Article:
Supported employment helps people 17 and older with mental illness, intellectual or developmental disabilities, and traumatic brain injury find jobs that pay competitive wages. These jobs are all in integrated settings in the community, meaning you will work with other people who don’t necessarily have disabilities. Unlike traditional vocational rehabilitation, which provides job readiness and other training, this program individualizes its services to align with your interests and preferences.
Studies show that the supported employment model has many benefits:
- Competitive work with more hours and higher wages.
- Improvements in symptoms, self-esteem and satisfaction with finances and viewing work as a meaningful part of life.
- Prevention or reduction of relapses, re-hospitalizations, severe symptoms or distress.
Principles of Supported Employment
Supported employment is based on seven principles.
- Zero exclusion – Anyone who wants to participate and makes a personal choice to participate in supported employment is eligible.
- Integration – Frequent communication with comprehensive mental health treatment and vocational services leads to success.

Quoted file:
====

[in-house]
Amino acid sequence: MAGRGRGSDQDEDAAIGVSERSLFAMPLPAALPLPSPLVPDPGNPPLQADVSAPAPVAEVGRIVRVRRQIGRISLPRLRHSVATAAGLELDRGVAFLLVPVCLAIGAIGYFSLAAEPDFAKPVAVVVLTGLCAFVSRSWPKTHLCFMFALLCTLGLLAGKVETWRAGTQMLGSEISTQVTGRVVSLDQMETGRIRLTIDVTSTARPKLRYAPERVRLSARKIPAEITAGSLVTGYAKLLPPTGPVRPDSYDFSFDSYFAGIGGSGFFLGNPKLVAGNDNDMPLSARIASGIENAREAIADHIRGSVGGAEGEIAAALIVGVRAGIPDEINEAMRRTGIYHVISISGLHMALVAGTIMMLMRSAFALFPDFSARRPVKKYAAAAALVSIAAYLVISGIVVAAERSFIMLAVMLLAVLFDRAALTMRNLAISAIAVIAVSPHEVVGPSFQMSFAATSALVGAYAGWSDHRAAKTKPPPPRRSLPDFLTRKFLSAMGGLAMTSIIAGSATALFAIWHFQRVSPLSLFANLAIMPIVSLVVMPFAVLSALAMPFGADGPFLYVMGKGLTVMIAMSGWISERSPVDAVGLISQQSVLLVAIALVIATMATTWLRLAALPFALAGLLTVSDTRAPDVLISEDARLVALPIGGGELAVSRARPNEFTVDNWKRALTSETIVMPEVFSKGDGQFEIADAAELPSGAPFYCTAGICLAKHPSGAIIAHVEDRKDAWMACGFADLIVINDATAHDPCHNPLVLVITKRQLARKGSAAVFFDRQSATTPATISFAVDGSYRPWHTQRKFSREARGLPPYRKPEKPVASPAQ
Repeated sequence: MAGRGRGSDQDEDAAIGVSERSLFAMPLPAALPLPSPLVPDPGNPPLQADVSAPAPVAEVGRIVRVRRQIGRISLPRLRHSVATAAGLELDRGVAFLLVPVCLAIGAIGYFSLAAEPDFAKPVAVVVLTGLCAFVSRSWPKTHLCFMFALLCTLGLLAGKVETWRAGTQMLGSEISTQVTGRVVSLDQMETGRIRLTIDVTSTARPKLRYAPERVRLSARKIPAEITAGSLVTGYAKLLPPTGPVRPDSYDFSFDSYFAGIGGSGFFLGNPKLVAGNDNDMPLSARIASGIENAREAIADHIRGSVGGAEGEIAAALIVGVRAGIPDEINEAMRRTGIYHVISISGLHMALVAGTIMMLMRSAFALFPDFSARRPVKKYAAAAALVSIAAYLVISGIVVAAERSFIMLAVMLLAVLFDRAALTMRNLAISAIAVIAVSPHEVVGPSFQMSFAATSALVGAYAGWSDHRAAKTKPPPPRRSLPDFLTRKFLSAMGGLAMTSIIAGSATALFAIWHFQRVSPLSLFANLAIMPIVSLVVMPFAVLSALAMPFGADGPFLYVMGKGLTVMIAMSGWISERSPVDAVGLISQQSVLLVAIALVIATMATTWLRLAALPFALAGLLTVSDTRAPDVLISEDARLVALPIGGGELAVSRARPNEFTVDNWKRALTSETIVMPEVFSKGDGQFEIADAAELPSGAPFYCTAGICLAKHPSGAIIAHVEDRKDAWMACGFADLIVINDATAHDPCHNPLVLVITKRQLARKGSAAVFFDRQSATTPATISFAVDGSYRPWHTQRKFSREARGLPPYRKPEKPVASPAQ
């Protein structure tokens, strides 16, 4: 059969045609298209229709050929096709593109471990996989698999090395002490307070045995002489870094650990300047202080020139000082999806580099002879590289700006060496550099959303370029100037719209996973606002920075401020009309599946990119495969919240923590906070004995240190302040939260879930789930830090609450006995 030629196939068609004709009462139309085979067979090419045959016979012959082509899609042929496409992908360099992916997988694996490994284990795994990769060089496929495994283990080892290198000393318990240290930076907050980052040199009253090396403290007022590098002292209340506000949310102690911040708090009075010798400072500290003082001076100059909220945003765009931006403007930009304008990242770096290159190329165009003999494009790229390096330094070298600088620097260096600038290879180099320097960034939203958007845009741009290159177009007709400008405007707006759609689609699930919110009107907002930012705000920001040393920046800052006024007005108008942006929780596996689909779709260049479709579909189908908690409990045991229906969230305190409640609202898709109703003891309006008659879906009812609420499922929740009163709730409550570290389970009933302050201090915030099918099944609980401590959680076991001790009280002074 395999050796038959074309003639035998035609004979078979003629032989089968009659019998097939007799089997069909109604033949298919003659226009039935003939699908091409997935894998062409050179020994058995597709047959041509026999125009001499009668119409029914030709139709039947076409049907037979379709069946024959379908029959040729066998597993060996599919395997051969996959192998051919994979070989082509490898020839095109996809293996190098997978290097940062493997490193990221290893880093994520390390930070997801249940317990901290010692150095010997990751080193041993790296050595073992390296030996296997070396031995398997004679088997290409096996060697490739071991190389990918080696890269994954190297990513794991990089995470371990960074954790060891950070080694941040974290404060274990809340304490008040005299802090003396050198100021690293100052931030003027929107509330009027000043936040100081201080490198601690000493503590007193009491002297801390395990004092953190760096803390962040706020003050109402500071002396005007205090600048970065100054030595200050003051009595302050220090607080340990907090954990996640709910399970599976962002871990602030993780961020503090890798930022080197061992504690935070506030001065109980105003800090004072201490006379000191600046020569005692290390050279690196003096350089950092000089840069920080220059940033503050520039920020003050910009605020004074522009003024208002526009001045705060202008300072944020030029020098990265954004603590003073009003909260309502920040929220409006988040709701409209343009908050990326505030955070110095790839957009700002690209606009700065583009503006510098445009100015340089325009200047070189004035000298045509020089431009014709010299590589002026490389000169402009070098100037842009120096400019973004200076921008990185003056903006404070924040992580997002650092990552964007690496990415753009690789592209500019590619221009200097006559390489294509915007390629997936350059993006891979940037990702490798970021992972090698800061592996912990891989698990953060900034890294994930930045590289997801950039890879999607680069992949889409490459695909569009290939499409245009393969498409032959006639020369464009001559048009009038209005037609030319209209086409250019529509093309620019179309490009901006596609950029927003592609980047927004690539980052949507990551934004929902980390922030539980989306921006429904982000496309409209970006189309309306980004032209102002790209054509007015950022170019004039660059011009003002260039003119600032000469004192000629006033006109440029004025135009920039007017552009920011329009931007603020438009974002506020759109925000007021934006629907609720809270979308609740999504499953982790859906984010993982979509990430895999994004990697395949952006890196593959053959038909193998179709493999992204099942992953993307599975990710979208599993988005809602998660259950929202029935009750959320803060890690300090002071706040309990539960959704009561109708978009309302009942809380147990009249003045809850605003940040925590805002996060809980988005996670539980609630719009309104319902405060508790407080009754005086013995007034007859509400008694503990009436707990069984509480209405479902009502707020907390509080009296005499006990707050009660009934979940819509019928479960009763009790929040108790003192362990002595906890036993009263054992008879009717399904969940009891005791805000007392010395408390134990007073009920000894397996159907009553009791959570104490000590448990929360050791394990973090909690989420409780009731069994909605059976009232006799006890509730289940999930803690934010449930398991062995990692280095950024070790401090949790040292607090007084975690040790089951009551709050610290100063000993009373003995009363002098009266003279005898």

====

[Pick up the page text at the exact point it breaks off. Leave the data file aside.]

- Competitive employment – People can get community-based jobs at competitive wages.
- Benefits planning – People working in the community can get personalized benefits counseling and work incentives.
- Rapid job search – The process of finding a job starts soon after the person expresses interest in working.
- Follow-along supports – Individualized assistance to people working in the community is continual and available as long as needed and wanted.
- Preference – Personal preferences strongly influence the type of job sought, the nature of support provided by employment specialists, and decisions about disclosing one’s disability to the employer.
Additional information about supported employment is available at:
- The IPS Employment Center website describes the evidence-based model, individual placement and support for SE services. There are resources, videos and handouts available for providers, clients and consultation services.
- Supported Employment Evidence-Based Practices (Kit) includes the entire kit specifically for providers
- Standards Manual for Consumer Services Contract Providers, Chapter 5, describes formal standards on Supported Employment and overview of services.
Who Is Eligible for Supported Employment Services?
- Anyone 17 or older who gets services at a local mental health authority or local behavioral health authority.
- Anyone 17 or older who has a disability and wants to find a competitive job.
How Do I Get Supported Employment Services?
- Contact your local mental health authority or local behavioral health authority.
- Call 2-1-1 and ask for the LMHA or LBHA in your area.